News of a death.

Sorry to tell you by text but dad passed away in the early hours.

The little boy is safe in his comfy seat,
snuggled into his granddad.
His round, shining face
is catlike and content.
Nothing can hurt him.
He is safe.
Chirpy.
Questioning.
Full of life and ideas.
He wants to know.
“Shall I show you my one inch punch?”
Granddad is wounded, loudly.
He watches the river outside the train window..
“Is there more water than land?”
There is.
“Can I open the hotel room door with the special card when we get there?
He can.
“I like doing that.”
His grandma points upwards.
“Can you see that up there?”
He can.
“Can you read it.”
He can and he does!
“Challenge me again.”
Train tickets are a thing of wonder.
“Five minutes to go.”
“5 4 3 2 1.”
“Minutes, not seconds.”
They have a staring contest with added wobbling eyebrows.
He wins.
She laughs.

None of us are safe.

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A Warm Bank holiday.

I look down upon a thousand stories.
A gull floats, twists and soars,
sending a shadow racing across the sand.
A small girl turns cartwheels
just because she can.
A dog trots out,
tail raised, snout up-
going somewhere.

Sounds drift upwards
on the still air.
Torn from their source
and floated into the past.
We have been here before.
Other children,
other gulls,
other dogs.

The Merry Go Round.

So long ago, too long ago,
when the world was new,
there were endless hours
with so much to do,
Long afternoons, gilded with sun,
so many beginnings,
a race to be run.
I sat in a blue ship
time spinning around,
sand on my feet,
ice on my tongue-
a tiny adventurer,
waving at mum.

Now I am watching
from the far side of the years,
listening to voices
which nobody else hears.
A small child scrambles
to begin a new ride,
waving and bouncing,
mum bursting with pride.
A few things have lasted,
though many are gone,
there is no bus, no motor bikes,
but the ship sails on.

Somewhere hidden
under thick layers of paint,
the times I remember
grow distant and faint.
Figures are waving,
sketched in black and white-
people I remember………..
almost out of sight.
Swirling in the shadows
as the world turns,
and the rhythm of memory,
slips away and returns.

Looking for Christmas.

A time of stillness and memories-
a gathering against the dark.
A time of roistering and foolishness-
dressing up and pigging out.
Silly jumpers, bright red trucks,
naughty elves and melted snow.
Flickering candles, holly wreaths,
home made treats and fire glow.

Memories are laid down,
milestones alongside the path of life
as the young rush forward.
Still believing. Still alight.
Christmas is always real to a child.
Thoughts of how things used to be
hide behind watching faces.
Still hoping. Still wishing.
They remember how things were-
before the season slipped away.

The world doesn’t stop,
but in the silence
you can feel it turning.
A pinprick in the darkness
revealing a star.

Farewell to the Futurist.

When they send in the Wrecking ball
let them think of this.
Hidden in the rubble
are the ashes of those who queued together,
sang together,
laughed together.
Two thousand people,
united by the simple joy of being there.
People who didn’t get out much
and now here they were,
glowing red from the heat of the sun,
filled with fish and chips and warm beer,
ready to see their heroes walk out
from the fuzzy grey of a television screen,
bursting into life, colour and movement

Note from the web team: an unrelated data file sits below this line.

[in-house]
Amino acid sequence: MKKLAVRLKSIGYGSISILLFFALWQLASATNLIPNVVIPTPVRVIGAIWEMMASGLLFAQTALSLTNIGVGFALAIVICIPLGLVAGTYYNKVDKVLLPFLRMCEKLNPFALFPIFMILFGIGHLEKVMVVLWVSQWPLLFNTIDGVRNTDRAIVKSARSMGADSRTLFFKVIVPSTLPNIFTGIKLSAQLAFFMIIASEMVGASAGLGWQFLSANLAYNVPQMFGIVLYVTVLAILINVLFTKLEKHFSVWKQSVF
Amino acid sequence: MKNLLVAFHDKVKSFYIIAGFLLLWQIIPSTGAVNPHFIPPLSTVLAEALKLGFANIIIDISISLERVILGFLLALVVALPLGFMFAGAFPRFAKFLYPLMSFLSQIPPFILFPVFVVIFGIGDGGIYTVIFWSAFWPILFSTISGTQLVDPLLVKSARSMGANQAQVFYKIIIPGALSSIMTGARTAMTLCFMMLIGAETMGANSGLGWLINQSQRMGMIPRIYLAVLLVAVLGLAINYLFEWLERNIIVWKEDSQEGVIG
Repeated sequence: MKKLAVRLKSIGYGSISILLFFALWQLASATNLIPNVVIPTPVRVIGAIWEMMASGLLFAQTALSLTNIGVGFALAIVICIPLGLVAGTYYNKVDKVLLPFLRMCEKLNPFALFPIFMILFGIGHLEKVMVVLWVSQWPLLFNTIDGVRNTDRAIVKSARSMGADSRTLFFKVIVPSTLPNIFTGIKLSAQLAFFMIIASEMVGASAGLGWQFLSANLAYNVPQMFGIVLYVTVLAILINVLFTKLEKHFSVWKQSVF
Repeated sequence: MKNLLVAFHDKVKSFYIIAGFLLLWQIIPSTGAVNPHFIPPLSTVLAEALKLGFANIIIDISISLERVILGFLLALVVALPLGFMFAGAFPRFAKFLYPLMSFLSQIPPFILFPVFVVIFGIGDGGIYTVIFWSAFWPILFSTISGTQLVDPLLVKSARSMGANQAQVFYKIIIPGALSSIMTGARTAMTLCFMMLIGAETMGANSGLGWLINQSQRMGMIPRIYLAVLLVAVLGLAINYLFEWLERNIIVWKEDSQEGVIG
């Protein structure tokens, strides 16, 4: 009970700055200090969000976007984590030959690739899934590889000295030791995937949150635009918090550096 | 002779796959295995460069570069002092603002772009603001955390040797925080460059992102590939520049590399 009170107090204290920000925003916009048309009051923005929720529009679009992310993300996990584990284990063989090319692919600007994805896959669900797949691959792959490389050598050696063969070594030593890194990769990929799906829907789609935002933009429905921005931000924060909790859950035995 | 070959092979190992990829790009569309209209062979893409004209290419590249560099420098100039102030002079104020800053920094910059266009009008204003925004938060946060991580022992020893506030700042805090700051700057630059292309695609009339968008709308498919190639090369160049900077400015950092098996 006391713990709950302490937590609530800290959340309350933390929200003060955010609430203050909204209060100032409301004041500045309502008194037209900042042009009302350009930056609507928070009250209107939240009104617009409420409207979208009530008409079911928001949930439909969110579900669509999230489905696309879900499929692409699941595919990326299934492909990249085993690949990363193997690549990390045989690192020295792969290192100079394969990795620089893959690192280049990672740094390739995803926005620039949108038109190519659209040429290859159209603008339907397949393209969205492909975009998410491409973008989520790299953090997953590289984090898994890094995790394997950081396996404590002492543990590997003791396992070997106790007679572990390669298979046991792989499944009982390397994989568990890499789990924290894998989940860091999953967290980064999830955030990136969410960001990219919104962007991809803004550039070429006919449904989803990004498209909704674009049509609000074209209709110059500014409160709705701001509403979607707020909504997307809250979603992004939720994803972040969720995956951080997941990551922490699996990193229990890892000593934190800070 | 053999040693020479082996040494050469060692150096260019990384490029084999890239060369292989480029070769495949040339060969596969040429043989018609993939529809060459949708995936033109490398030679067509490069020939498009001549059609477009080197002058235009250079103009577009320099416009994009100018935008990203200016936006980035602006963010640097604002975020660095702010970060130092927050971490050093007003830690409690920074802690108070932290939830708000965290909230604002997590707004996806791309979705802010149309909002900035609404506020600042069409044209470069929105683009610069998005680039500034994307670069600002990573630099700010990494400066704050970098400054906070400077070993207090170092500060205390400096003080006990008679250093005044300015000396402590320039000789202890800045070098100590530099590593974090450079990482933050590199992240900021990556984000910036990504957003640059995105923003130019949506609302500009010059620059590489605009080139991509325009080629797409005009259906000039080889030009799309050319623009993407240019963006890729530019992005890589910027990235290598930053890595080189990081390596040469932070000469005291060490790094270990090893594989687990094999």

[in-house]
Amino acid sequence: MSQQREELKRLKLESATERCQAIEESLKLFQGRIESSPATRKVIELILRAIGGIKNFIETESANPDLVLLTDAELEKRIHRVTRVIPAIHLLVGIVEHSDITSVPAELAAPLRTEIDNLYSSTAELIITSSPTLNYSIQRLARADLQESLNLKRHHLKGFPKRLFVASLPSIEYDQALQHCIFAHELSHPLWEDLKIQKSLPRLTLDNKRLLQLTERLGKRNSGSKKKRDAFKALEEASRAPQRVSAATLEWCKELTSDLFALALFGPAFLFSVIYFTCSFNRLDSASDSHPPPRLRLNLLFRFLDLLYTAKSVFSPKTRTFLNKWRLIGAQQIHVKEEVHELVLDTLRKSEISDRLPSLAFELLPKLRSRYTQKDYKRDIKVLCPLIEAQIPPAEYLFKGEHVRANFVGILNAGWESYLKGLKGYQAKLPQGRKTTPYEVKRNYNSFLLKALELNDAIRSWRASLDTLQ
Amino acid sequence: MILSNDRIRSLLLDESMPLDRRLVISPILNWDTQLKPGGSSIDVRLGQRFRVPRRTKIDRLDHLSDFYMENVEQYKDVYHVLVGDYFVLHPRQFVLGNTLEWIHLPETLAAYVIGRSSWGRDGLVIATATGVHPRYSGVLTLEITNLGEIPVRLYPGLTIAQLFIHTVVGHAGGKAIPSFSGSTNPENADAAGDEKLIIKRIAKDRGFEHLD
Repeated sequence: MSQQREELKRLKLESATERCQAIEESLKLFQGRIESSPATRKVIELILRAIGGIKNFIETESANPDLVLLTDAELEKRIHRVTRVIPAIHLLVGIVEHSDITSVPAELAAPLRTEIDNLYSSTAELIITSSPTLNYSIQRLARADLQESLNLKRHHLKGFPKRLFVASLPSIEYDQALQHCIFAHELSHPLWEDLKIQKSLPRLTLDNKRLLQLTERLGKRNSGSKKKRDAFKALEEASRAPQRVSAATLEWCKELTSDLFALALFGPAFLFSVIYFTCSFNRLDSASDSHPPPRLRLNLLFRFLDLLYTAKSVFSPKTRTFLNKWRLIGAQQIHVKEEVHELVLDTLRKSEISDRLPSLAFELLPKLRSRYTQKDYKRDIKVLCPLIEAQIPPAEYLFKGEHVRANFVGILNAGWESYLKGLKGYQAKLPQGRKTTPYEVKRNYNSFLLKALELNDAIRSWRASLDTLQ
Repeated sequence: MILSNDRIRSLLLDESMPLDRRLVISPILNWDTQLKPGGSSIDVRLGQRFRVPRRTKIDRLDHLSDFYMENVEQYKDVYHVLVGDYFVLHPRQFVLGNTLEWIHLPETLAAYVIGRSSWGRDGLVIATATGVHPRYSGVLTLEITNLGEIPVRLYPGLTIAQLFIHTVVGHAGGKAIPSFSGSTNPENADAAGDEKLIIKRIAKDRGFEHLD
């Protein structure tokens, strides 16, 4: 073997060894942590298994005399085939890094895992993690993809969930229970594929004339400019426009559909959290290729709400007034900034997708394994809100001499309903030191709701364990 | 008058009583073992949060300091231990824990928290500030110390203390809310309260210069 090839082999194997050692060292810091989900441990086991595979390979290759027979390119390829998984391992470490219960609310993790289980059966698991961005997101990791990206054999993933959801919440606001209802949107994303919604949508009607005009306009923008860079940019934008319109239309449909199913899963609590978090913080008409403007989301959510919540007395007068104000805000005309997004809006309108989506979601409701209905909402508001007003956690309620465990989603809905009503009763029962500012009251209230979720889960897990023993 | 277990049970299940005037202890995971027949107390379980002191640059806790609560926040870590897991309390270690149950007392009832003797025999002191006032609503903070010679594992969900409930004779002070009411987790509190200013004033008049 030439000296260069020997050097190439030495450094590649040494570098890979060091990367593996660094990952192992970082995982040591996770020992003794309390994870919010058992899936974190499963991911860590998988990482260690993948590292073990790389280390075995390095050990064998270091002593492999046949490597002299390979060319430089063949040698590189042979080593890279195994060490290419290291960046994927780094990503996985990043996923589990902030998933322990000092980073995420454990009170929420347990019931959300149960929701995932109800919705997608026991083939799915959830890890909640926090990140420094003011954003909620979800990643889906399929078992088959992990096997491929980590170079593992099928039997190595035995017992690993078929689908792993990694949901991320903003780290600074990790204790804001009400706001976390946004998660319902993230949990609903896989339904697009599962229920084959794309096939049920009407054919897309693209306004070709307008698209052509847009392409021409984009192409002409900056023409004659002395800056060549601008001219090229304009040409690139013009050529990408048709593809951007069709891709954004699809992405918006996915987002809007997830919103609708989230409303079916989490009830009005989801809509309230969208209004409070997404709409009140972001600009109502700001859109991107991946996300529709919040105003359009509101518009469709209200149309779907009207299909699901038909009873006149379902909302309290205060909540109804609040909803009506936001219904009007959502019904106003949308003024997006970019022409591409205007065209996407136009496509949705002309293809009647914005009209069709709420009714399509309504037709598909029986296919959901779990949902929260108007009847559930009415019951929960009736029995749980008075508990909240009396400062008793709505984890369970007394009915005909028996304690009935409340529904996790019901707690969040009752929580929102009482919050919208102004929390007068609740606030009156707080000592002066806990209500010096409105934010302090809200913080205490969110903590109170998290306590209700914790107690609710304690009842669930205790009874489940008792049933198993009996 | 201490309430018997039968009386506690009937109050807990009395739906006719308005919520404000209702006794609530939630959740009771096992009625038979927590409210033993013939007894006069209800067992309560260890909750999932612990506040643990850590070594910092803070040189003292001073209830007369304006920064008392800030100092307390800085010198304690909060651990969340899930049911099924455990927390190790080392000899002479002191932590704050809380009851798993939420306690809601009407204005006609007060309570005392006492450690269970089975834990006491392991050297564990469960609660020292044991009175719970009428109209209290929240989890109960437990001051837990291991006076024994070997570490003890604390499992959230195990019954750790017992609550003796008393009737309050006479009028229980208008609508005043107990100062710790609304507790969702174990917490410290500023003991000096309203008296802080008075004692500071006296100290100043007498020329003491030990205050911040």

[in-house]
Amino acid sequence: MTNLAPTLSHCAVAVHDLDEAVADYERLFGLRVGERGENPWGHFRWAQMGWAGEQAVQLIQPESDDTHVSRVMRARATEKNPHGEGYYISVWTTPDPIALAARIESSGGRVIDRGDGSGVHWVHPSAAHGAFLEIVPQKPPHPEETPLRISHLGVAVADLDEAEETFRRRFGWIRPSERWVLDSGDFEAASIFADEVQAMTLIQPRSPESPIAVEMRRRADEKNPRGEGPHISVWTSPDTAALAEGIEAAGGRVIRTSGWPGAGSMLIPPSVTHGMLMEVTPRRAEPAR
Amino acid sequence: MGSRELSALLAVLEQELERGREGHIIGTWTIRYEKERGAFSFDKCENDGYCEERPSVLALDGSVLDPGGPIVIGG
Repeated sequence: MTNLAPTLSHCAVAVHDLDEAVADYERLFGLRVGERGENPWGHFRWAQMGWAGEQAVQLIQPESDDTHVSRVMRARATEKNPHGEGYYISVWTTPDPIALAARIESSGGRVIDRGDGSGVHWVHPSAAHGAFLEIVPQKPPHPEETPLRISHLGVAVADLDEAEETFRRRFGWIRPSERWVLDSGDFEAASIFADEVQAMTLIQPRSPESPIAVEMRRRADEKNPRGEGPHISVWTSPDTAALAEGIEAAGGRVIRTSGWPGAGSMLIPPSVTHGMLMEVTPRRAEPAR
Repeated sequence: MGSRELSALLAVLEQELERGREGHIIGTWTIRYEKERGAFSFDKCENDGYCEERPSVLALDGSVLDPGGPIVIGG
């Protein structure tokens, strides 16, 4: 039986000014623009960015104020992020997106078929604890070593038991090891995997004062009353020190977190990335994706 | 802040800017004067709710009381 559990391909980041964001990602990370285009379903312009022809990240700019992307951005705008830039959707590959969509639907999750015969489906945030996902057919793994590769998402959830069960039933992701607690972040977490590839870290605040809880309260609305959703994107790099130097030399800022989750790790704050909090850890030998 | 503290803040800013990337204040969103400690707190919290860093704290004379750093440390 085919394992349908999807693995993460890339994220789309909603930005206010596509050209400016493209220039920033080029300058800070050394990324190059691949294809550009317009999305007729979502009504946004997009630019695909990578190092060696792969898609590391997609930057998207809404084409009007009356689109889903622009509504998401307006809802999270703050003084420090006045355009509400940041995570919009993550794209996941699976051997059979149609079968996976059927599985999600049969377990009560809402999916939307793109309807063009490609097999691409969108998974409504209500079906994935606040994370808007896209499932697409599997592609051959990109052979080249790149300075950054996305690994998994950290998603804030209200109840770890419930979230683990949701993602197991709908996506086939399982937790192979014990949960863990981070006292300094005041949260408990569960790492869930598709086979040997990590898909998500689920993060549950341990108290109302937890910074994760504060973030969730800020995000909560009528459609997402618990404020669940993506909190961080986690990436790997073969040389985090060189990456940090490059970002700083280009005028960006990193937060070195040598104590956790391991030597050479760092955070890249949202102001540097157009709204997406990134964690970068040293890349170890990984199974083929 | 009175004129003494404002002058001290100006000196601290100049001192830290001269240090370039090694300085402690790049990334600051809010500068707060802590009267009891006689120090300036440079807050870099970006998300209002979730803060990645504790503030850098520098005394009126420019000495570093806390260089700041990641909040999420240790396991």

before their very eyes.

Twice nightly.
All summer long.

When they fill up the skips
let them remember this.
A pool of light,
a space once filled with joy.
Bob Monkhouse times a perfect punchline.
Ken Dodd spreads his own brand
of delicious, delirious anarchy,
and Tommy Cooper walks out, live size,
to face a tidal wave of pure love.
Mythical figures from a far off world
set amongst glittering curtains,
magicians, dancing girls and acrobats.
A safe haven where life is in focus,
brighter, kinder, sharper.
A chance to reach out
and touch our dreams.

Twice nightly.
All summer long.

How Quickly We Become the Past.

How quickly we become the past.
So many things we thought would last
hang, half forgotten, in the air-
so vivid and yet barely there.

The scent of tall geraniums
on a fly blown window sill.
The engraved surface
of a warm sixpence
clutched tightly in my hand.
The sound of voices,
singing their way home.
The colours dancing
in an open fire.
A blue dress with daisies.

Sitting in an old black Vauxhall
outside a beer sodden pub.
Singing wide eyed hymns
about fights and battles
from a tattered roll.
Stretching out my splayed fingers
to pop a shimmering bubble.
Watching scattered raindrops
as they race down a window.
I’d love a Babycham.

How quickly we become the past.
So many things we thought would last
hang, half forgotten, in the air-
so vivid and yet barely there.

Moments when we realise
that the world has turned
without us noticing.
Fragments of a time
which has been discarded
littering our days.

We blink at the unfamiliar,
tripped up by the sight of an eyebrow,
the emptiness inside a closed shop,
a space where a tree once was.
We have become strangers
in a world that has been changed by stealth.
Little by little the dust has settled over us.
We have been stripped bare,
set aside, but still here.

How quickly we become the past.
So many things we thought would last
hang, half forgotten, in the air-
so vivid and yet barely there.

Sea Fret 3.

We walk in shadows,
flitting in and out of the light,
half seen by a pale white sun,
half known, misunderstood.
Faint wanderers.
Going nowhere.

We have stumbled
into a a chilled grey world,
a place of clinging secrets,
where unseen waves turn.
We walk among distant possibilities,
a mystery, even to ourselves.

I look up into the soft sky,
and examine the shades of grey
as they sharpen and fade,
begging for a burst of blue,
a blaze of light,
and life restored.

So close.
So far away.